- Ensure that there’s no wood for it to chew in places it can access—not for your pet’s sake, as it can safely gnaw on wood, but for the sake of your furniture and walls
You’re likely to find that the bathroom is the best place to let your chinchilla free roam. That’s because it likely doesn’t have many wires at chinchilla-level, it may not have much wood either, and the door probably has a lock to keep it shut. But you can let your chin free roam anywhere so long as it’s chin-proofed (except outside).
Chinchilla Exercise Pen
If you don’t have any rooms that can be easily chinchilla-proofed, you should consider buying an exercise pen. These have walls and can be moved anywhere you like to provide a small safe space for your pet to run around in. They’re normally designed for dogs and rabbits but can be used by chinchillas too.
Choose a sturdy pen with a secure door and high walls (at least 3 feet tall). Even if the walls are taller than that, it’s possible that your chinchilla will jump out, as they can leap surprisingly high. That’s why you need to monitor your pet when it’s in the pen. The pen should be made of metal, rather than wood or plastic, so your chinchilla can’t chew it.
There should be plenty of room inside the pen for your chinchilla to exercise. A minimum size of 12 square feet is ideal. You can place some toys and hides inside the playpen, to give your chinchilla something to do. If your chinchilla will be in there for a while, it should also have access to food and water.
We don’t recommend letting your chinchilla run around a play pen outside. That’s because it would be harder but not impossible for it to escape, and if it does, it’s very difficult to get your pet back.
Chinchilla Exercise Wheel
Exercise wheels can be suitable for chinchillas, but aren’t always.
The problem with most exercise wheels is that they’re too small. Any that are designed for hamsters, guinea pigs or other rodents don’t give a chinchilla enough space to run in. Your chinchilla may still try running in it anyway, but as it does, it will have to curve its back backwards at an uncomfortable angle. This means that it can’t run at full speed and could hurt its back.
That’s why some manufacturers make exercise wheels intended specifically for chinchillas. These are different, in that:
- They aren’t made of plastic. You shouldn’t put things made of plastic in your chinchilla’s cage as it can gnaw them. When it does, the plastic gets stuck in its gut and causes stasis.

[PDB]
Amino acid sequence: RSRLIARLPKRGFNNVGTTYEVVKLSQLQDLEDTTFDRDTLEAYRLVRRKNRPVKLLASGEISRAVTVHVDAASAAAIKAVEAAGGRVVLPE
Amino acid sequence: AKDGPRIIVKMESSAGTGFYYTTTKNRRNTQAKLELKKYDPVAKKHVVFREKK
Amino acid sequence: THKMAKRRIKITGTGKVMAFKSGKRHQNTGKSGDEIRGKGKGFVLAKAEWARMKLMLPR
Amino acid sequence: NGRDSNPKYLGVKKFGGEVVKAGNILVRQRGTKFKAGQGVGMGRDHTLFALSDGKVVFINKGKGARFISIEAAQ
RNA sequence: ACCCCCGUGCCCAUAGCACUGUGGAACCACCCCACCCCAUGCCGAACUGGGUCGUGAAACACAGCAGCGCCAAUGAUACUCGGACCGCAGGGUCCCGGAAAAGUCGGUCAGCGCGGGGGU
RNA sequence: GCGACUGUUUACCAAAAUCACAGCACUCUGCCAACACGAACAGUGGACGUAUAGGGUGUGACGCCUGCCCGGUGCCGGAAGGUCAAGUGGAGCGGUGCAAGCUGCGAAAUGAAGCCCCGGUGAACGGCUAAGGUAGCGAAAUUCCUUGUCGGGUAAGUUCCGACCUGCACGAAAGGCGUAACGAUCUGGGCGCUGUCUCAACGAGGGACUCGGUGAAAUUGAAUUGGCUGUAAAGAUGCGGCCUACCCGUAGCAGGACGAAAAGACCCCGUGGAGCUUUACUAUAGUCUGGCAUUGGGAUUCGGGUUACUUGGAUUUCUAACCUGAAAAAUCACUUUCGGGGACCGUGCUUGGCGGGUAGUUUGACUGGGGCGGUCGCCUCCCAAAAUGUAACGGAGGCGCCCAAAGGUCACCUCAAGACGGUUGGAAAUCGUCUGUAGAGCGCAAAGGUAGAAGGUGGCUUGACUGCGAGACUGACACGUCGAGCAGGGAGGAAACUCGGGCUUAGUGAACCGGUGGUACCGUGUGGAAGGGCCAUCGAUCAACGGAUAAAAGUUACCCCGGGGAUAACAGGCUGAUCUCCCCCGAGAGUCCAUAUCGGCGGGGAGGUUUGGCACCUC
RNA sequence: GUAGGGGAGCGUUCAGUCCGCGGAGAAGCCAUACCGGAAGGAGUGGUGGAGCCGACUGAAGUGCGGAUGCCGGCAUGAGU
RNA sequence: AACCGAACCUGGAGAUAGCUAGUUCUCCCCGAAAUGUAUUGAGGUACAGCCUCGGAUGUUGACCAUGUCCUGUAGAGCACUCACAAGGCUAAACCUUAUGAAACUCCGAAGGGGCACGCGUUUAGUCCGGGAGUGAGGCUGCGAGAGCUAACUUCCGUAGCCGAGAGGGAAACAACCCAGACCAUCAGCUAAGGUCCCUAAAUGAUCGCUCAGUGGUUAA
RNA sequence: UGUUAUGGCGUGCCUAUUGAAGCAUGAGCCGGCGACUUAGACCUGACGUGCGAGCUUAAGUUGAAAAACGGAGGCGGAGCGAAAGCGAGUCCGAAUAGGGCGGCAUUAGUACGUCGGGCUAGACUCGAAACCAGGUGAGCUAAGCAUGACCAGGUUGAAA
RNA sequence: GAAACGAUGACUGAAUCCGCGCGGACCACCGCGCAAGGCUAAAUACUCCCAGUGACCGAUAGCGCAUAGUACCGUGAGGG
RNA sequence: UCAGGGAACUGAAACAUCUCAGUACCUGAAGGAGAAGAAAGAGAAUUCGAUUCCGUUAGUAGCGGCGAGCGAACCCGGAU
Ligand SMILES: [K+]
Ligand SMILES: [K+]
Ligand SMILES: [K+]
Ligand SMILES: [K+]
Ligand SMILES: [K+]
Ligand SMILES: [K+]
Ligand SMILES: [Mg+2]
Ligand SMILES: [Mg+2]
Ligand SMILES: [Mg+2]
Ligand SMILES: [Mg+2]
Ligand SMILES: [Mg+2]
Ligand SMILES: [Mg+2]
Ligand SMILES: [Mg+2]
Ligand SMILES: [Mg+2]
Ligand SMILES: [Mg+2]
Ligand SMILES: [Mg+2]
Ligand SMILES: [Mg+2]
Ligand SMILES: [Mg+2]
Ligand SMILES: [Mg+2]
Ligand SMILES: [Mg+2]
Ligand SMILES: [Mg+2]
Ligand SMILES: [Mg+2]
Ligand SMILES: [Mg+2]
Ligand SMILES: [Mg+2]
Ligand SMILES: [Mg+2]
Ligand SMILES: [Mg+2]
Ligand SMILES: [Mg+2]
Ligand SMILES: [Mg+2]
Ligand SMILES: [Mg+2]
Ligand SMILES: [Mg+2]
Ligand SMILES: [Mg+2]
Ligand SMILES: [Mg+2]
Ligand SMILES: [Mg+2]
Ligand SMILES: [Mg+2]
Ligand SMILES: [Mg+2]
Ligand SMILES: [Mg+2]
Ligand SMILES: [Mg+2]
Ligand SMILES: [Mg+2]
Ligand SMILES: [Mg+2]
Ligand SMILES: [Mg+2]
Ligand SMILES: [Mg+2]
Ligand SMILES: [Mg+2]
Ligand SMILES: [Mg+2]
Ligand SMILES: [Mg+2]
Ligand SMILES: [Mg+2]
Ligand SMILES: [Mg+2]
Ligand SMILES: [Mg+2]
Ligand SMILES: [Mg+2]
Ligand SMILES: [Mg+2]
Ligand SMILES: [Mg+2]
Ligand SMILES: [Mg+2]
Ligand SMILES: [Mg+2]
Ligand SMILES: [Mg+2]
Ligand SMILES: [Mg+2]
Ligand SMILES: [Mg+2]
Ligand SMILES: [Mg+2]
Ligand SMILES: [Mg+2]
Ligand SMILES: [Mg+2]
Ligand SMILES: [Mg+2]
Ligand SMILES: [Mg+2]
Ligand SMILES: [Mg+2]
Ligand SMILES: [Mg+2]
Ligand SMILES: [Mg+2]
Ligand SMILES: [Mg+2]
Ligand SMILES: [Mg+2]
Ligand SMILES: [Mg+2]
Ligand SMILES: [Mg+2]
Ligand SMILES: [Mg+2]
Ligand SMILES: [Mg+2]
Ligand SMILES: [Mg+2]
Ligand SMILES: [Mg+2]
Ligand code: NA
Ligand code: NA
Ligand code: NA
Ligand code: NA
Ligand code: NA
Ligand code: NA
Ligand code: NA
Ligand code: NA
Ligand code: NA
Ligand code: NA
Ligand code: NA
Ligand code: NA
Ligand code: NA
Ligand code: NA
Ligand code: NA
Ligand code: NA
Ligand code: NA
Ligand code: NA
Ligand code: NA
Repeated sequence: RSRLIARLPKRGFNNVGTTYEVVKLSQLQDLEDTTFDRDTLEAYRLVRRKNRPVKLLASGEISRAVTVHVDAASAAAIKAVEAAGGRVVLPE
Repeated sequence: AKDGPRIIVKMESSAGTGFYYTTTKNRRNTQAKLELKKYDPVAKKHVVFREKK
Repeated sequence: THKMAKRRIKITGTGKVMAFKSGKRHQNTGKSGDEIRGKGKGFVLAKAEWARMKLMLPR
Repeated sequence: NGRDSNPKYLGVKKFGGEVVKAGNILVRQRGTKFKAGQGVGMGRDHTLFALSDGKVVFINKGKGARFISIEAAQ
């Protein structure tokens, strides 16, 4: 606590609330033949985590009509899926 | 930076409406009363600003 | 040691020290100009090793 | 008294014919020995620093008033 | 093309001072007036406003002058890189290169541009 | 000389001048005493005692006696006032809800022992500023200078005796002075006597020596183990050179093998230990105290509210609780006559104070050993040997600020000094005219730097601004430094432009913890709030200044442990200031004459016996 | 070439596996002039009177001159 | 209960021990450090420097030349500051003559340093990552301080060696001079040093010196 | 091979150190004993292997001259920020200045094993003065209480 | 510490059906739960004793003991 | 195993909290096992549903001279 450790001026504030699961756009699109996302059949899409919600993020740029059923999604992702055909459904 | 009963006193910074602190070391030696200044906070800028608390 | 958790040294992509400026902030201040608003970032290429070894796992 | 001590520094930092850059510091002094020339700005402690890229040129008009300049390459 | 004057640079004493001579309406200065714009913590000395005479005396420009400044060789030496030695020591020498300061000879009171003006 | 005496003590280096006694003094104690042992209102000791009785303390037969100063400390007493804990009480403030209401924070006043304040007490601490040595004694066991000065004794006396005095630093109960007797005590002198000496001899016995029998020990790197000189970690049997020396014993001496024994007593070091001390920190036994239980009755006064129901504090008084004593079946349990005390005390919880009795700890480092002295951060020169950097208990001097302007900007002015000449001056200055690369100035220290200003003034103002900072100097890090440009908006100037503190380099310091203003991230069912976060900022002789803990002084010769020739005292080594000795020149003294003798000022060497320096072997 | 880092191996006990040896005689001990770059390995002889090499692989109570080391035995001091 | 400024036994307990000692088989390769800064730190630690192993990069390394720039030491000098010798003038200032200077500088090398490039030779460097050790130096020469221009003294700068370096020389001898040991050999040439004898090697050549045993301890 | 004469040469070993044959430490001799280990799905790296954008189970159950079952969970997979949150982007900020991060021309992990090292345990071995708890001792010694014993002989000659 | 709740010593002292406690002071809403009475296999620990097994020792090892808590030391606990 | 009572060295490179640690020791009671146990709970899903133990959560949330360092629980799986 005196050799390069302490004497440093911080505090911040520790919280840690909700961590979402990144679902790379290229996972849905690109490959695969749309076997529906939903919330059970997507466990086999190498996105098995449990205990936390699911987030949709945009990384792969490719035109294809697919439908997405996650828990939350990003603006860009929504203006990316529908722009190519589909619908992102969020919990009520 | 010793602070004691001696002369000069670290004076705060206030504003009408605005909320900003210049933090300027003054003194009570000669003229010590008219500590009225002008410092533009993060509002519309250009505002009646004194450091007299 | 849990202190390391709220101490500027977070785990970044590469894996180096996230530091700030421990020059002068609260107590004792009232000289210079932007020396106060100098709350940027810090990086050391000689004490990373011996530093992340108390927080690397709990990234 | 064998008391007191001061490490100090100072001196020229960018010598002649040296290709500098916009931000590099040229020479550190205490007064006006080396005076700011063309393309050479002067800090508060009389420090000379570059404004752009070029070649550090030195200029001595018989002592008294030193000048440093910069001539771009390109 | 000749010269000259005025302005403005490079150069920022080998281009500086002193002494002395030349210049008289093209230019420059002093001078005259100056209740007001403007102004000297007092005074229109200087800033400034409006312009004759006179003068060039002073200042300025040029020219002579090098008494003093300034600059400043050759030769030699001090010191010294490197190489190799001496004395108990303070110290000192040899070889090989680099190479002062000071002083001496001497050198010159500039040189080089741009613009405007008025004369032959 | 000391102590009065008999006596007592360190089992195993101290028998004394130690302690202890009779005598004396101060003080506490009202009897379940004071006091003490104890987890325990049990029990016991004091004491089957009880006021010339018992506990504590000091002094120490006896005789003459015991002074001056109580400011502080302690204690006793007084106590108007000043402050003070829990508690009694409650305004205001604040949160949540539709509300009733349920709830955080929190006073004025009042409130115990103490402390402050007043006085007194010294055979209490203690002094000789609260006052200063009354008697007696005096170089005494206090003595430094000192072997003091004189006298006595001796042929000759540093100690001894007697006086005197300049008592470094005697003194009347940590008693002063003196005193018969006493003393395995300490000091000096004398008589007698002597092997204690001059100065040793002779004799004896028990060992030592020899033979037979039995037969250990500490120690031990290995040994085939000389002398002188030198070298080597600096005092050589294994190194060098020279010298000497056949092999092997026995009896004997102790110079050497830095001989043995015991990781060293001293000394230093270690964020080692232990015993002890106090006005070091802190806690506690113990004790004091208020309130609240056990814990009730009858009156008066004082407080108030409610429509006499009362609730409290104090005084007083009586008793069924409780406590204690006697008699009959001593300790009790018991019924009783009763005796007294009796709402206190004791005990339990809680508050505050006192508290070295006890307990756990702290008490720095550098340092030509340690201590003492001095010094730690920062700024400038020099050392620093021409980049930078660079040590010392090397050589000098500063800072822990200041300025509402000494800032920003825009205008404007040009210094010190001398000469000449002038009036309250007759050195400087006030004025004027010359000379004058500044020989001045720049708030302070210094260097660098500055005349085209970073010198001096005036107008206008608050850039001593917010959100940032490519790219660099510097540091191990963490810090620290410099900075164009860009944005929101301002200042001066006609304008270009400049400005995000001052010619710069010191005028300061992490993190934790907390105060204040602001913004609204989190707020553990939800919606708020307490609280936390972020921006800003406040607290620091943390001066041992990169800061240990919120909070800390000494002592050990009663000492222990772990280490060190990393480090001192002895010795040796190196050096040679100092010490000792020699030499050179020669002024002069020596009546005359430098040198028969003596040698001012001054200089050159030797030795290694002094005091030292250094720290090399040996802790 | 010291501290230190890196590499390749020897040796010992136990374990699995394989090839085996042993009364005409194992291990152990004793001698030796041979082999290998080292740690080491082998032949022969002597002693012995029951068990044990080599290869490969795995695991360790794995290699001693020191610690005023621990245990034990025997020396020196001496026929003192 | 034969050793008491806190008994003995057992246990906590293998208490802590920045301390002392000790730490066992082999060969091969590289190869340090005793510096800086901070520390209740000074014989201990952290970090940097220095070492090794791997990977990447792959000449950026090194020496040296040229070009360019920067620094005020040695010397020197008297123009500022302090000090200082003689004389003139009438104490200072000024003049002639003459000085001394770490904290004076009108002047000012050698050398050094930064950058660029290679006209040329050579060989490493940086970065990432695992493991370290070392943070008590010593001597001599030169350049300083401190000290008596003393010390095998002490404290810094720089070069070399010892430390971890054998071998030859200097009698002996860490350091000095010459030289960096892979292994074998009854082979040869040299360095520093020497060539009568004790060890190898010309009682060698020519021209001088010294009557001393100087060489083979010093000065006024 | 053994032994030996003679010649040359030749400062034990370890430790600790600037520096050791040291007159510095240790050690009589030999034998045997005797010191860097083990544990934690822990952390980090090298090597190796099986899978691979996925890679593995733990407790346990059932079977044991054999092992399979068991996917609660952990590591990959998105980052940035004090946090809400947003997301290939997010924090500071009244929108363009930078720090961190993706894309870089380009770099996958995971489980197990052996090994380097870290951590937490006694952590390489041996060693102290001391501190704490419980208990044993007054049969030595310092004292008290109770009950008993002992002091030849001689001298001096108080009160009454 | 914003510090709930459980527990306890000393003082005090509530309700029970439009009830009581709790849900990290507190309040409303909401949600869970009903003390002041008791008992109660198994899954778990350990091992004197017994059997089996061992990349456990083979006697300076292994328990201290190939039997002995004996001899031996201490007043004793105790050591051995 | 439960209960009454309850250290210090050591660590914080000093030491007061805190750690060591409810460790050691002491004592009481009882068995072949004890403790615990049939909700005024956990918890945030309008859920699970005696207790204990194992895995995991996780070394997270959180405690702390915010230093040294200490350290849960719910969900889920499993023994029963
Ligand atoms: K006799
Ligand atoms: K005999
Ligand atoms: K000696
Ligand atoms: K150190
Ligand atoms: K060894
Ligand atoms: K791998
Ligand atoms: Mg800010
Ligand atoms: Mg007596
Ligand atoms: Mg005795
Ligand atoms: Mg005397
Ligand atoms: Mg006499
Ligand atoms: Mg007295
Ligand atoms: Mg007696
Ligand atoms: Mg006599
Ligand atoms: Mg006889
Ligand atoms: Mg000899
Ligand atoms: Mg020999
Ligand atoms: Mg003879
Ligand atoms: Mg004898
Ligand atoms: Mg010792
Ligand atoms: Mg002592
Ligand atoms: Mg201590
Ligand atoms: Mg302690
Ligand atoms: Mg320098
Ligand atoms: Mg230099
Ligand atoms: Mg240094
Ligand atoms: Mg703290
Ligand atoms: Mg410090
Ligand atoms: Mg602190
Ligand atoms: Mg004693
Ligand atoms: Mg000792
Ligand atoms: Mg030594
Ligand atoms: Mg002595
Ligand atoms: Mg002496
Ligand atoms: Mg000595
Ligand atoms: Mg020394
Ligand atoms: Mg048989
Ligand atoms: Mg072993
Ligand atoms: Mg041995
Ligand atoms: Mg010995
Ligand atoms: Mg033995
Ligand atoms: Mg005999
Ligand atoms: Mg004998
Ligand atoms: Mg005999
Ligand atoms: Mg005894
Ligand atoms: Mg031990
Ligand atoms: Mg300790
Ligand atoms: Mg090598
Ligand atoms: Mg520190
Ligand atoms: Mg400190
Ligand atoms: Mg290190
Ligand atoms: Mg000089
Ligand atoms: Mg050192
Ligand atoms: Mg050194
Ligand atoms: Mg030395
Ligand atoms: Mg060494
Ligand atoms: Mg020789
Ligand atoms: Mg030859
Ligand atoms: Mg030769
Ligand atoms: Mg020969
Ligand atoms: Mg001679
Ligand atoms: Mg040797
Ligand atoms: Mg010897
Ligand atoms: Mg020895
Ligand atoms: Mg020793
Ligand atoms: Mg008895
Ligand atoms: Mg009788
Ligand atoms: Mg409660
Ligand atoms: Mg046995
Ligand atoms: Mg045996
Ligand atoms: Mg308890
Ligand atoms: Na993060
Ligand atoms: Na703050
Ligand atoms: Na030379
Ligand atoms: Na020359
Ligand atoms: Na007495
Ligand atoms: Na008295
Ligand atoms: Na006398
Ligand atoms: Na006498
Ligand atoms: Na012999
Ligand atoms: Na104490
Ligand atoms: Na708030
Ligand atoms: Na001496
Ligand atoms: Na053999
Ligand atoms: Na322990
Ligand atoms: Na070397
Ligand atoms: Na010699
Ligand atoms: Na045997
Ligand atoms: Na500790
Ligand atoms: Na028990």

- They’re much bigger. Because they have a wider diameter, your chinchilla can exercise safely in them, without bending its back, or at least without bending it as much.
- They don’t have slats or bars, but are a solid construction. Your chinchilla can easily catch its feet or toes between these slats. If it does, and then it falls, it can break its bones. This doesn’t happen with a solid wheel.
Another option is to buy a chinchilla exercise saucer. This is like a wheel turned onto its side. It looks like a metal bowl with only a slight curvature to it. These work well for chinchillas because they can run at full speed on them, and won’t bend your pet’s back at unnatural angles as it runs. The only downside is that there are more places you can find normal exercise wheels, and they’re normally cheaper.
The advantage of both saucers and wheels is that they let your chinchilla exercise unsupervised. You don’t need to be watching over it, and you don’t need to prepare anything (like you do if you’re chin-proofing a room). Your pet will run on its exercise wheel or saucer whenever it feels like. Another plus-point is that a wheel or saucer lets your chinchilla run at full speed, or at least something near it, which means that it’s getting better exercise.
Chinchilla Climbing Toys
No chinchilla should live in a cage that doesn’t have platforms. Chins thrive in tall cages with lots of wooden platforms in them, that allow them to jump up and down from one place to another like they would in the wild. This is good both for a chinchilla’s mental and physical health.
Ladders, on the other hand, are a matter of debate for owners. Some owners recommend against them entirely, as chinchillas can break their toes or feet in them. But if the ladder is of solid construction, this shouldn’t be a problem.
The other issue with climbing toys is that they’re often made of plastic. Plastic shouldn’t be used in chinchilla cages, no matter whether it’s as part of a ladder, an exercise wheel or something else. Again, your chinchilla will likely chew on the plastic things in its cage and could become unwell as a result.
Can Chinchillas Use Exercise Balls?
We recommend entirely against letting your pet run around in a chinchilla exercise ball. Experienced owners call them ‘death balls’, and there are good reasons for that.
The most important is that chinchillas overheat easily, especially when exercising. Being in an exercise ball compounds that problem because it holds onto heat. The body heat your chinchilla generates and the warmth from its breath add up over time to make the inside of the ball significantly warmer than the outside, since there isn’t much air flow through it. Because your chin has such a thick coat, it can develop heat stress easily, and this is one way to cause it.
Besides that, the small slats in exercise balls that allow small amounts of air in can trap your pet’s toes and feet. Your chinchilla’s delicate bones can easily be broken in this way.
And as for their actual purpose, exercise balls are unsuitable anyway. Chinchillas hop and jump rather than run, meaning they can’t easily move around in an exercise ball. Plus, most are too small for your chinchilla to comfortably move inside, and since your pet relies on its senses of hearing and smell rather than sight, it has no idea where it’s going or what it’s doing. All in all, exercise balls are a terrible idea.
Can Chinchillas Live Their Whole Lives in Cages?
So, it’s ideal for you to let your chinchilla out of its cage, as it helps your pet get exercise—but do chinchillas need outside the cage time? Is it absolutely essential, or can a chinchilla live its whole life inside the confines of its cage?